Thursday, January 16, 2014

Jeff Gordon Children's Foundation - 2014 Raffle

Jeff Gordon Children's Foundation raised more than $25,000, for the second consecutive year, for pediatric cancer research!

Last year the Jeff Gordon Children's Foundation raised more than $25,000, for the second consecutive year, for pediatric cancer research! The first raffle of 2014 is underway. The drawing will be held on January 30. The grand prize is the 1995 Beckett magazine, which was published after Jeff's first championship. It recaps his racing career from the start thru the 1995 season. Jeff graciously autographed the title page of the publication. Additional prizes include diecasts, hats, rare publications, and some other treats for JG fans.

Tickets are $5/ea. and all proceeds benefit the JGCF for pediatric cancer research and treatment.

Jackson Panzarello

The birthday party invitations are going out this week to homes across the Coachella Valley in California. The soon-to-be 12-year-old boy has been asking for a golf party to celebrate his birthday in late February. Besides watching auto racing on the weekend, he loves golf and spends most of his spare moments on the course just steps from his front door.

He started middle school last fall and has a lot of new friends, including his first girlfriend. On this particular day, he's texting with a friend from school, chatting with his dad about last night's Los Angeles Clippers game, and procrastinating about starting a school project. Because, after all, that's simply what 6th graders do.

There's one detail that I failed to mention: The above scenario is complete fiction. The birthday party celebration is a false echo. It is what Jackson Panzarello's life should have been like today. Those are the experiences he should be having.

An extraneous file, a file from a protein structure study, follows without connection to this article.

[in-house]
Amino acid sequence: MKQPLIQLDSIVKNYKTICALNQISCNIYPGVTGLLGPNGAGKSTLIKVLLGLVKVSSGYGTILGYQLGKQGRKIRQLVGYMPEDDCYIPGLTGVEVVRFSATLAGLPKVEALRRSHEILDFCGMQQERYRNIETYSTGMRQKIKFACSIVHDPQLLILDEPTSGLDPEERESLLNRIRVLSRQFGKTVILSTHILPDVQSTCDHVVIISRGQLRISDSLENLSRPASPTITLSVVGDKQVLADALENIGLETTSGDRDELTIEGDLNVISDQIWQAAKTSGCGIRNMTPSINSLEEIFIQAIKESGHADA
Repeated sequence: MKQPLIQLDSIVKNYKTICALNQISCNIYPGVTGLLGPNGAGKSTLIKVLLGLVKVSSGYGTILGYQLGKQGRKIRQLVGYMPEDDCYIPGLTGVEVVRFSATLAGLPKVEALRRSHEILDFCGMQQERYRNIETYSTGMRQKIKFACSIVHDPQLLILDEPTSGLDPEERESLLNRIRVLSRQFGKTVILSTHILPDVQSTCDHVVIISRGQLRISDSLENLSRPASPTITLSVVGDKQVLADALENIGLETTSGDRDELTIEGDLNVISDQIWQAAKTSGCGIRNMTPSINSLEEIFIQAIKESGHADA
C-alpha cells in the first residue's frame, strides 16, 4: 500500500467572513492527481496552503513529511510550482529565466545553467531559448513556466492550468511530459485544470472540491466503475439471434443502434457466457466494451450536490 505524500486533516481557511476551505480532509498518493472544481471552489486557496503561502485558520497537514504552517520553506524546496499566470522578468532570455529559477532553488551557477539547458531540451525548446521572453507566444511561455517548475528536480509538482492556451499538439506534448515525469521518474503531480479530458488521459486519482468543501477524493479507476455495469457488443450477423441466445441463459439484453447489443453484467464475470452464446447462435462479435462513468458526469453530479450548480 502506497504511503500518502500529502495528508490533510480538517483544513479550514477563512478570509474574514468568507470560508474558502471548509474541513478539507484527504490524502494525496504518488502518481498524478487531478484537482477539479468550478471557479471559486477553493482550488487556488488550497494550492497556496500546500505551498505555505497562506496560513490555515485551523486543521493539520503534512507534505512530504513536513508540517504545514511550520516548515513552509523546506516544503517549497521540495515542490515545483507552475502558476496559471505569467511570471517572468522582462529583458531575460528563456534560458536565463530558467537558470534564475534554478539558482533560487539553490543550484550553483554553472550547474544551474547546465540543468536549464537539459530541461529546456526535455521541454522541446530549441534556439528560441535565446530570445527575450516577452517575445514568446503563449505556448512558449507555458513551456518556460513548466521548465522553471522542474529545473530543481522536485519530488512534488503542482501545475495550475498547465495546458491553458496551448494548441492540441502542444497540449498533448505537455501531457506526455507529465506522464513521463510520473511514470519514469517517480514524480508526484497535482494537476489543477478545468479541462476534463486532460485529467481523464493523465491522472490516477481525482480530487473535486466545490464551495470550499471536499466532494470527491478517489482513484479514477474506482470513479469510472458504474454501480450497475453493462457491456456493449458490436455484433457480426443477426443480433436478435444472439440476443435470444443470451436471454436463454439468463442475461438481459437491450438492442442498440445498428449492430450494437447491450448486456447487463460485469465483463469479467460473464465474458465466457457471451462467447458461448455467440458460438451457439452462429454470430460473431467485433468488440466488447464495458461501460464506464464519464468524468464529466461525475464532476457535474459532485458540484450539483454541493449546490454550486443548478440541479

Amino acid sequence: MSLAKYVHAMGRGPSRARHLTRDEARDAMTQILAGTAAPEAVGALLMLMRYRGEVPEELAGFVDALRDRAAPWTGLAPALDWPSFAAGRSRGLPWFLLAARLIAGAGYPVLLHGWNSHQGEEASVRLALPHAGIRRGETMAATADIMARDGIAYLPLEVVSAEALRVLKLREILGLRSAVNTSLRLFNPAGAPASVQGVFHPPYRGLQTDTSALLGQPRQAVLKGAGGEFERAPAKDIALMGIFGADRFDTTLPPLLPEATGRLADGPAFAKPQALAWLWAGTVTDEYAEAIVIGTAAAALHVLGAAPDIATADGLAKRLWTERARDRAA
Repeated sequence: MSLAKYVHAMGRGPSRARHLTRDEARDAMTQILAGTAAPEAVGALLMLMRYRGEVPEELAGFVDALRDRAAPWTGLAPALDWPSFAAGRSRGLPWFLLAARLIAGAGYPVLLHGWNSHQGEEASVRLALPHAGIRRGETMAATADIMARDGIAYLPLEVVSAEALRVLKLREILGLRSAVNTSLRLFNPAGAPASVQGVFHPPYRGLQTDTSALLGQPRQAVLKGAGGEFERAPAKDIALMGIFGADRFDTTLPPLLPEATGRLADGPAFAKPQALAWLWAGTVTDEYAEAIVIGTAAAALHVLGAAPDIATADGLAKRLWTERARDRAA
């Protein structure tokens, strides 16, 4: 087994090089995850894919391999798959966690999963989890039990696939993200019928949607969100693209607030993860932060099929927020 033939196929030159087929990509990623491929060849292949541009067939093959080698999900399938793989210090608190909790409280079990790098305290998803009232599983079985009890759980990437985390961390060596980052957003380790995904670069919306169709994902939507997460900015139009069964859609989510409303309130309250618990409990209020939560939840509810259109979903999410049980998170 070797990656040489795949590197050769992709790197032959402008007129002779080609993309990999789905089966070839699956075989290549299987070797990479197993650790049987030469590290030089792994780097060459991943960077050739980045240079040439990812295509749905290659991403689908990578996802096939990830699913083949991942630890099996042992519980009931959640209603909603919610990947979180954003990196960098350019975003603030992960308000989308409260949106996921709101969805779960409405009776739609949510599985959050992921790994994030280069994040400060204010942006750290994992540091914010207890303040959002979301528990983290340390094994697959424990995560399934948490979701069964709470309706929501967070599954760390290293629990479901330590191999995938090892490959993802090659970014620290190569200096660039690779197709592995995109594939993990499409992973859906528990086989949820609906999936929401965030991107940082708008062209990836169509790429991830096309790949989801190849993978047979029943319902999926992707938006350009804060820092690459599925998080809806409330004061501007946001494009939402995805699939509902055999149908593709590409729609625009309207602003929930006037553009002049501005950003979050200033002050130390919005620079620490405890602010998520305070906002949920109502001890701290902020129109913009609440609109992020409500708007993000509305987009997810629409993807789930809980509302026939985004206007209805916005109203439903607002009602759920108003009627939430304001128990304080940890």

Pediatric cancer claimed his life in June 2012 when he was 10 years old.

He was diagnosed with glioblastoma multiforme just 16 months earlier. It is the most common and the most aggressive malignant primary brain tumor.

A few weeks after his first flu-like symptoms began, his parents sat in a cold medical office in Los Angeles and were told two haunting words "It's terminal". Jackson fought the disease with every fiber of his being. He didn't lose the battle against cancer. We did. We lost the battle. In the end, we failed Jackson the same way we've failed thousands of other children.

We failed because we haven't prioritized pediatric cancer. We failed because we could only offer Jackson a toxic mix of chemotherapy and radiation, an absolutely archaic mixture for a young child. It is akin to shooting an arrow at a moving target in a fancy house. There's a chance you can hit the bulls eye, but you can also do lasting damage

Jackson's parents made the most difficult decision of their lives in May 2012. After medical tests revealed that Jackson's cancer had spread beyond his brain and into his spine, his mother, Lisa, posted the following Facebook status update:

"Together with our hospice team, we have decided to forgo any further chemo. It's obvious the cancer has come back with a vengeance and we have chosen to keep him home where he is surrounded by love, peace and calm."